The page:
Botanically called Labiatae and more recently, Lamiacea, the mint family is large and made up mostly of annual or perennial herbs, many shrubs, and rarely trees. It includes a large number of culinary herbs such as mint, rosemary, basil, oregano, marjoram, thyme, lavender, savory, sage, and hyssop, as well as some common garden plants such as coleus, Lamb’s ear, ajuga, agastache, beebalm, bells of Ireland, bluestar, and the salvias. The older family name, Labiatae refers to the fact that the flowers typically are fused to produce an upper and lower lip (Latin, labia). The newer family name Lamiacea comes from one one of the prominent genera, Lamium, the deadnettles.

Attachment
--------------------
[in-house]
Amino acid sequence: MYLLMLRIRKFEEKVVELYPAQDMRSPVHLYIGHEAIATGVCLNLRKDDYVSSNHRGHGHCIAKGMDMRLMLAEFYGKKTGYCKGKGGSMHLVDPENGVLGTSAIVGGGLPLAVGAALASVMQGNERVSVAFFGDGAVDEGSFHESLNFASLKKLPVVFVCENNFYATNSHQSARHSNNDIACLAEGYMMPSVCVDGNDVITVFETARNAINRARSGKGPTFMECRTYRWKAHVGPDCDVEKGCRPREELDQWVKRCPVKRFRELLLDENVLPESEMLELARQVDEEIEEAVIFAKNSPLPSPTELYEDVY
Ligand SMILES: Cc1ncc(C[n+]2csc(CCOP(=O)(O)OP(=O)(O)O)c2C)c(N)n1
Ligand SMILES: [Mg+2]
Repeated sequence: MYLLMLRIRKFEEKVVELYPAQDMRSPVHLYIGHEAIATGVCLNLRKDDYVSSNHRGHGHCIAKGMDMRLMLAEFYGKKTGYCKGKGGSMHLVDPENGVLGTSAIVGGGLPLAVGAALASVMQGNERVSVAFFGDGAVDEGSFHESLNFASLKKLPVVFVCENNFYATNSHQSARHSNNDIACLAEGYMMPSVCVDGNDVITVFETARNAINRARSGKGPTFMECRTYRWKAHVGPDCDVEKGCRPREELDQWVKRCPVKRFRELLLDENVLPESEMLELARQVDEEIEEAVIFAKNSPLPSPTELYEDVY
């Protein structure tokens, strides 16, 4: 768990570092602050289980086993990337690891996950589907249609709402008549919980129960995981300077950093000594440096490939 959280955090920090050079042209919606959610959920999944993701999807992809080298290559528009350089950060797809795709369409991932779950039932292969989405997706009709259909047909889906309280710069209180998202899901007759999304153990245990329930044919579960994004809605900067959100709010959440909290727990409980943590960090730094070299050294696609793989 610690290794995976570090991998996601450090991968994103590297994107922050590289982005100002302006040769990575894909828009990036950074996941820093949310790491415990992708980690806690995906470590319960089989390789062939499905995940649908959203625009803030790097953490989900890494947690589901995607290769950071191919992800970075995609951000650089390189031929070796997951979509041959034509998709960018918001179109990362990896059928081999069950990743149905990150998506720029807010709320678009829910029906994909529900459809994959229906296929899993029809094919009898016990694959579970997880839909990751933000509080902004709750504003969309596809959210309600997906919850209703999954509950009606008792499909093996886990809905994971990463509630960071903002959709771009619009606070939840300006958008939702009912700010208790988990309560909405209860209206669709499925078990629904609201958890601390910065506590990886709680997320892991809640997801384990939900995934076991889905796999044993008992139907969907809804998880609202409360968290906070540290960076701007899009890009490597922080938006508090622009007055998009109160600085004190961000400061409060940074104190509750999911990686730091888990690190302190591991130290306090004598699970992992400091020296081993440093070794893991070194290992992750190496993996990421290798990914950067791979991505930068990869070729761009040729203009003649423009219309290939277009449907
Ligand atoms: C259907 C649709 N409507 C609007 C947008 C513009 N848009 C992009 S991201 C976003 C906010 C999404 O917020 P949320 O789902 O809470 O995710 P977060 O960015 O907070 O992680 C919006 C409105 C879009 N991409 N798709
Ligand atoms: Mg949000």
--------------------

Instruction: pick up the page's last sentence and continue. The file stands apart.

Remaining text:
Identification of members of the Mint Family requires a look at the stem and flowers as well as crushing a leaf. The key characteristics to look for are:
The stem is square in cross section.
- ( Note: A few species do not have this characteristic and a few plants that are not in the Mint Family have square stems too)
Leaves are opposite each other on the stem
Flowers have five fused petals that form an upper and lower lip. The upper lip has two lobes, the lower has three.
Leaves are often aromatic
If identification is not clear from using the four characteristics above you can look further. The flowers have bilateral symmetry, are usually in clusters, heads, or whorls, and have four stamens, two long. and two short.
Like the petals, the sepals are fused and are connected at the base of the ovary along with the petals. The seed capsule contains four nutlets.
There are over 200 genera and 3,500 species in the mint family, of which 50 genera are found in North America.